Hays Converters prove feed conversion leaders

Hays Converters: Canada's feed conversion leaders


Farm manager Kevin Blake with owners Stuart and Kathy Murray, Bromolten House, Beaudesert pictured with Hays Converter calves.

Farm manager Kevin Blake with owners Stuart and Kathy Murray, Bromolten House, Beaudesert pictured with Hays Converter calves.

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Hays Converters boast an ability like no other cattle breed to convert feed into lean beef.

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THEY’RE distinctly long, sleek and have an ability like no other cattle breed to convert feed into lean beef.

Meet the Canadian developed breed Hays Converters, which are now being bred at Bromelton House near Beaudesert.

Breed proponent and vet Stuart Murray said many growing cattle needed to consume more than 8kg of feed to deliver a 1kg increase in body weight. However, Hays Converters required just 5.5kg of feed for the same result, he said.

Hays Converter cattle are distinctly long, sleek and have an ability like no other cattle breed to convert feed into lean beef.

Hays Converter cattle are distinctly long, sleek and have an ability like no other cattle breed to convert feed into lean beef.

While that’s still way outside the ability of chickens and pigs to convert feed to produce protein, the implications of a more efficient beef animal are significant.

“The world has 1.2 billion cattle and is expected to have a population of 10 billion people in 2050,” Dr Murray said. 

“In that time we need to double meat production and produce a billion tonnes more cereal grain.

“At the same time we are losing land to urbanisation, pollution and other environmental impacts. More efficient beef animals that produce less emissions are all about being more sustainable and more profitable.”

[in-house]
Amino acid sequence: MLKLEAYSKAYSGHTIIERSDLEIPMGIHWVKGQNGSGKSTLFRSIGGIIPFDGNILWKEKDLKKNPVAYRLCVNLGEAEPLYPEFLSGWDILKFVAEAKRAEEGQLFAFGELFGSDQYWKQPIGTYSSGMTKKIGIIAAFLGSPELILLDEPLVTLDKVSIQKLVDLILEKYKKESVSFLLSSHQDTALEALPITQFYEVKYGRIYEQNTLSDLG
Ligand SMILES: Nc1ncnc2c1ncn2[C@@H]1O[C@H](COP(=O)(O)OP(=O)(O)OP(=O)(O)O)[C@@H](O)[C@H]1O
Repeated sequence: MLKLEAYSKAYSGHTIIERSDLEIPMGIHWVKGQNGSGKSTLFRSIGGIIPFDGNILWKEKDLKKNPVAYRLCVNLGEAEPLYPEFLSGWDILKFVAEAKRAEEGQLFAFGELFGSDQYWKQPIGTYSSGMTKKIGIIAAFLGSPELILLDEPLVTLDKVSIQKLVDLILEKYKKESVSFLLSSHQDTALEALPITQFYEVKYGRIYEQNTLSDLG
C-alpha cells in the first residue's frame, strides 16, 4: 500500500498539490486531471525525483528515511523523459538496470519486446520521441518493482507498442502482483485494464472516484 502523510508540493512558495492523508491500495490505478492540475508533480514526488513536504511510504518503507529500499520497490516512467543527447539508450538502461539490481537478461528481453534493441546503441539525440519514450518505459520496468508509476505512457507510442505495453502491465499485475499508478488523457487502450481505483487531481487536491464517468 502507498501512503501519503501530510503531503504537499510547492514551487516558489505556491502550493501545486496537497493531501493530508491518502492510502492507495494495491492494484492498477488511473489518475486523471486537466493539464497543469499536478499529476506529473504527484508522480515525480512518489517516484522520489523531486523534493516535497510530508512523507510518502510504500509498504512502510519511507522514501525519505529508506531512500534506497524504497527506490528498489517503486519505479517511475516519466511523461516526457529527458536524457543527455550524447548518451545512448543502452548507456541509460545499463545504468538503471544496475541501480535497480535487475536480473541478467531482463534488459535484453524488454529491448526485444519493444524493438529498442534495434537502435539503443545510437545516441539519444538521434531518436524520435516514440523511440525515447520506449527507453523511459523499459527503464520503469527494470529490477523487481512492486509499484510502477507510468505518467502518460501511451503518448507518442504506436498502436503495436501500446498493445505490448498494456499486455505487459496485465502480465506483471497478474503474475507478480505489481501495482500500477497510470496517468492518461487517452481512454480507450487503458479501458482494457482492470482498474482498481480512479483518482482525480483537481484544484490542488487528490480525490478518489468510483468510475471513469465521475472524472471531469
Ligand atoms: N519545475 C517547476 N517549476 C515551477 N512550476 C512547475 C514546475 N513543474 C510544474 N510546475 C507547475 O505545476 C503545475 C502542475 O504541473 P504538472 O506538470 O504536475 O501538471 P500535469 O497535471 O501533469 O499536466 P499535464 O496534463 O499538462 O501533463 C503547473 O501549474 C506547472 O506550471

Drs Stuart and Kathy Murray and farm manager Kevin Blake in the top quality cattle handling facility at Bromelton House.

Drs Stuart and Kathy Murray and farm manager Kevin Blake in the top quality cattle handling facility at Bromelton House.

The introduction of the Hays Converters breed into Australia is a joint initiative between the husband and wife team Stuart and Kathy Murray and Alberta-based Dan Hays, the son of Harry Hays, who kicked-off the feed efficient breed in the 1950s. 

Dr Murray, who trained as a vet in Canada, said the objective was to develop a nucleus herd and then to share the genetic capabilities with Australian producers.

“Most likely we will develop a composite animal,” Dr Murray said. “That way we can incorporate other important traits like tick resistance and heat tolerance for northern Australia.”

At present there are about 50 Hays Converters calves on the ground. The number of purebred animals is expected to increase to about 200 in the next 18 months. 

Hays Converters are the result of rigorous testing and selection.

Hays Converters are the result of rigorous testing and selection.

Displaying Bromelton House’s distinctive brand, the calves are the result of an in vitro fertilization program.

The amount of genetic information about the  Hays Converters breed is also impressive. DNA samples have been kept from 11,000 animals during the past 50 years of breeding. 

The Hays Converters breed is the result of a vision by farmer, auctioneer and former Canadian Minister for Agriculture, Harry Hays, who set about producing cattle focused on feed efficiency while maintaining a range of other essential genetic traits. 

Central to the selection process was developing a breed capable of producing calves weighing 500kg at 365 days old.

Developed in Alberta, Canada in the 1950s and registered in the mid-1970s, the breed is the result of crossing Holsteins over Herefords and Brown Swiss. 

Hays Converters are the vision of former Canadian Minister for Agriculture, the late Harry Hays.

Hays Converters are the vision of former Canadian Minister for Agriculture, the late Harry Hays.

The breed is noted for its impressive feed conversion rates and rapid growth rates. However, other selection traits included high fertility, ease of calving, pigment around eyes and on the udders, abundant milk, plus both sound feet and legs. Eating quality is also a prime consideration. 

The breed is generally black with some white markings. However, occasionally a red and white animal appears. 

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